Togo does not have appropriate legislation governing internet use and freedom, leaving the government and judiciary to apply the existing penal code to online activities.
Internet shutdowns lasting up to a week are increasingly common, and individuals have been jailed for up to five years for posting information about government or opposition policy on social media.
The need for legislation around internet freedom has been raised in the Togolese media, and the University of Toronto recently published research on how the government uses online space to track dissidents.
Building on this research, Afrotribune conducted a study of the knowledge and perspectives of policy makers and other stakeholders.
This investigation revealed that while lawmakers and civil society organisations were extremely able to discuss ‘offline’ human rights, the idea of digital rights was new to them.
Emmanuel Vitus, Project Manager for Afrotribune, says,
“Most CSOs and NGOs are experts in offline rights, but are just learning that digital rights exist.”
Some policy makers had attended the Internet Governance Forum and similar events, but demonstrated very little practical understanding of the issue.
Emmanuel and his team saw an urgent need: the Togolese government was ready to take action on digital rights, and to develop appropriate legislation.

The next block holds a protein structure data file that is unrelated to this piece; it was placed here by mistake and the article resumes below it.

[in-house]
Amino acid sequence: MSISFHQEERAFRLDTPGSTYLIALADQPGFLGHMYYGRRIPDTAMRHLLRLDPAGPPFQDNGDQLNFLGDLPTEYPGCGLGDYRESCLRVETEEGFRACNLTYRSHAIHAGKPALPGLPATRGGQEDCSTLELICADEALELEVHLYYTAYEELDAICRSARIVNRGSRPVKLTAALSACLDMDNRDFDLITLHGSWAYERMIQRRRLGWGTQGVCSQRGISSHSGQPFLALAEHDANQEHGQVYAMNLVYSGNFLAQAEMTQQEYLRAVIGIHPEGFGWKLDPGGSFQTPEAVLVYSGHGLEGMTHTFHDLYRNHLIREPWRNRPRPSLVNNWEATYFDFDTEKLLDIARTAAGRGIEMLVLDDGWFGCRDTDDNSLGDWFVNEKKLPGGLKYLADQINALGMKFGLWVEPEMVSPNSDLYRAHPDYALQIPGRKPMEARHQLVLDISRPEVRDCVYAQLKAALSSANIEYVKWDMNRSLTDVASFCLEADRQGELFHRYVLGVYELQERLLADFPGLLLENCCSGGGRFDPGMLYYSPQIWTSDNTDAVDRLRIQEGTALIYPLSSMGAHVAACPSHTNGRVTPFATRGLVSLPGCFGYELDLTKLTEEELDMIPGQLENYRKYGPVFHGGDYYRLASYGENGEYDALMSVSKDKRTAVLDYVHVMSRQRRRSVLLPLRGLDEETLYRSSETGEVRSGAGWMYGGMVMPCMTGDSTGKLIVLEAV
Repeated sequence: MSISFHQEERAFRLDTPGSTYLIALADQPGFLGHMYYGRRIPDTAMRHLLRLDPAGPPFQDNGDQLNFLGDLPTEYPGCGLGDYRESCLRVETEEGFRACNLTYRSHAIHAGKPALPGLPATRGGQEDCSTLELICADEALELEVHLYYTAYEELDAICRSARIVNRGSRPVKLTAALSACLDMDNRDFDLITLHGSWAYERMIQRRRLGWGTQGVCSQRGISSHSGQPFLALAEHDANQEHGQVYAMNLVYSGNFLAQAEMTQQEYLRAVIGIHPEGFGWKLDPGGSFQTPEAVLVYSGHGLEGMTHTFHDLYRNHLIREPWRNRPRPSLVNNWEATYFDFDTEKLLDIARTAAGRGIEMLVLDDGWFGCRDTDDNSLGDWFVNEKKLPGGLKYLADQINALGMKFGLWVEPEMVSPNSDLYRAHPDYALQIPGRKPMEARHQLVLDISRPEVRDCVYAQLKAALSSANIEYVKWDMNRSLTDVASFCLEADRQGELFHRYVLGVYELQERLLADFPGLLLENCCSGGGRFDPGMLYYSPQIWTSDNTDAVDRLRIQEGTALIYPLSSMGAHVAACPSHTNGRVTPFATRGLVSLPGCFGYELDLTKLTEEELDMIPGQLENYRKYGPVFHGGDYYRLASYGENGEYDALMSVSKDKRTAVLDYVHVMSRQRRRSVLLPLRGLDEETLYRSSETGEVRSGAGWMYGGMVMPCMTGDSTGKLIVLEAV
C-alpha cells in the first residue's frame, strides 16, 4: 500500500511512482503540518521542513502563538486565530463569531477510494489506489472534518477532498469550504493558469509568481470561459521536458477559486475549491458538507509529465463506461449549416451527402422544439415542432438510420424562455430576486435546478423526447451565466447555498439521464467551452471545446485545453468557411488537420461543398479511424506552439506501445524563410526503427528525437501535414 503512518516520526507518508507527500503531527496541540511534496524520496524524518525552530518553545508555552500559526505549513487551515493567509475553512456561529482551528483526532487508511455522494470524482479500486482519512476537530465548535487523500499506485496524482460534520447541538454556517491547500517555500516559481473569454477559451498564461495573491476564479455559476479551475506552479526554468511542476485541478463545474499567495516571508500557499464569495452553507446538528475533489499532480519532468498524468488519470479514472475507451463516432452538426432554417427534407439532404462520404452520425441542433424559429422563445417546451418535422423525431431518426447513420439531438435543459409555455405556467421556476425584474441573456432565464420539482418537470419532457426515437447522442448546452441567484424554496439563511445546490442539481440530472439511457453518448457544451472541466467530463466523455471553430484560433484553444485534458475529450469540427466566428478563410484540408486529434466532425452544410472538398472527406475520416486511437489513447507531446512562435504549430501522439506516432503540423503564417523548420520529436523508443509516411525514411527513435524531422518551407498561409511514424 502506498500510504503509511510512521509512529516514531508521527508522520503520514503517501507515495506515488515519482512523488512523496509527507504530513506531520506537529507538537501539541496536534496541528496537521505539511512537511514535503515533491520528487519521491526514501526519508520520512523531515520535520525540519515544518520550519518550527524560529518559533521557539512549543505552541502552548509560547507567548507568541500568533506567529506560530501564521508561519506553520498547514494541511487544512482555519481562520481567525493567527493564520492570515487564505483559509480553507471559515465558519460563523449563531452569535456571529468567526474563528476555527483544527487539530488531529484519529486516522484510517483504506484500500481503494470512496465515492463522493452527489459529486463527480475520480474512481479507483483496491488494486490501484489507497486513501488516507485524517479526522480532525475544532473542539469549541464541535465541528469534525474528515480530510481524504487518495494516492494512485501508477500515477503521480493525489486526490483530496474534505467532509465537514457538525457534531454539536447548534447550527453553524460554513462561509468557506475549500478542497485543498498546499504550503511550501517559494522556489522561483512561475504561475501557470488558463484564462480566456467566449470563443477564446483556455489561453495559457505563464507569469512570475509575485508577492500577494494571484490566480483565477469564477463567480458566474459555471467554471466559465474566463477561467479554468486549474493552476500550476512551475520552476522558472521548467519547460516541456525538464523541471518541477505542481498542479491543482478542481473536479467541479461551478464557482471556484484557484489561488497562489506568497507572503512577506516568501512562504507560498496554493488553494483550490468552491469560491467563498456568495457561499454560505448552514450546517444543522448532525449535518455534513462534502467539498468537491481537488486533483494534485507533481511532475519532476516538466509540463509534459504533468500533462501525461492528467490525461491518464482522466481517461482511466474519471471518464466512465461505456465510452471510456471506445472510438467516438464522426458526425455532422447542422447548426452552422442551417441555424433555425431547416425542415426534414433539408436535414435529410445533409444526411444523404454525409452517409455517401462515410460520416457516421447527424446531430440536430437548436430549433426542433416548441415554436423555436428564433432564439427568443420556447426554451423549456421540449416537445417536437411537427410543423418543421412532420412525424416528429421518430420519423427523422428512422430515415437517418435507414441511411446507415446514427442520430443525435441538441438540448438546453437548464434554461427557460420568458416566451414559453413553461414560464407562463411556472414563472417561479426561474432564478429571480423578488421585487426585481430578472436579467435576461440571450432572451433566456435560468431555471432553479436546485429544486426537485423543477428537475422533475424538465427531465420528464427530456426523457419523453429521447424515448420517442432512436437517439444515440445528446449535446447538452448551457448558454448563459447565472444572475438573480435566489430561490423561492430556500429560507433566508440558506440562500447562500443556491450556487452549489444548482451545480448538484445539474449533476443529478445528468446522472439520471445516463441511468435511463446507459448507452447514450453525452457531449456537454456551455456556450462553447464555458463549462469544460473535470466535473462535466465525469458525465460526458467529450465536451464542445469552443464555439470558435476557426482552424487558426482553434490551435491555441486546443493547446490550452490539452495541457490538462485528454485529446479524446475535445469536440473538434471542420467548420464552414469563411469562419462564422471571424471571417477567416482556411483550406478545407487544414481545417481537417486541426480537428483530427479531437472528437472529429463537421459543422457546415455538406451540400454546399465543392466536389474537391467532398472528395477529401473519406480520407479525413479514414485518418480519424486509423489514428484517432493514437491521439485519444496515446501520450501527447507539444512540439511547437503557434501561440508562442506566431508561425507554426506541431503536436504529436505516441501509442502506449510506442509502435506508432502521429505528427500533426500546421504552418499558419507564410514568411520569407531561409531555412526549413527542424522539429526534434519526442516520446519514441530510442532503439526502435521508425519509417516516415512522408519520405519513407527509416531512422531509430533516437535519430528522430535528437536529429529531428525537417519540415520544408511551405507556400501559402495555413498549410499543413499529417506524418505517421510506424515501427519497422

However, there was a risk that this legislation would be created without any real understanding of its potential impact on Togolese citizens and civil society.
The exclusion of these voices could mean that surveillance and imprisonment of dissidents, regular shutdowns and other infringements of digital rights could continue with impunity.
No other organisation was active on this issue, so Afrotribune took the lead in starting a national discussion, with the support of a grant from Internews.
“We didn’t expect that so many different groups would be interested,” says Emmanuel. “As well as civil society organisations, we met with academia, lawyers, the US and French Embassies in Togo, and representatives from the tech community.”
Over a series of 18 meetings with these stakeholders, Emmanuel and his team discussed the principles of digital rights, how new legislation could affect the Togolese people, and what a new Bill should include.
“We have seen great progress with these groups: within the project we have a case where one CSO has decided to sue the state for freedom of speech violations.”
By the end of April 2019, after just 14 weeks’ work, Emmanuel’s team of four people had drafted a multi-stakeholder Digital Rights Bill, ready for submission to Parliament.
The work continues. Afrotribune has had cordial discussions with government representatives, and will continue to advocate for relevant, appropriate legislation.
Emmanuel and his team are also working with civil society groups and the media to ensure that people across Togo are aware of their rights. Emmanuel concludes:
“If we have a law that includes citizens, government, it will be in the interests of every stakeholder. People can freely live without fear of arrest or persecution.”
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(Banner photo: A computer lab in Togo. Credit: AfricaNews)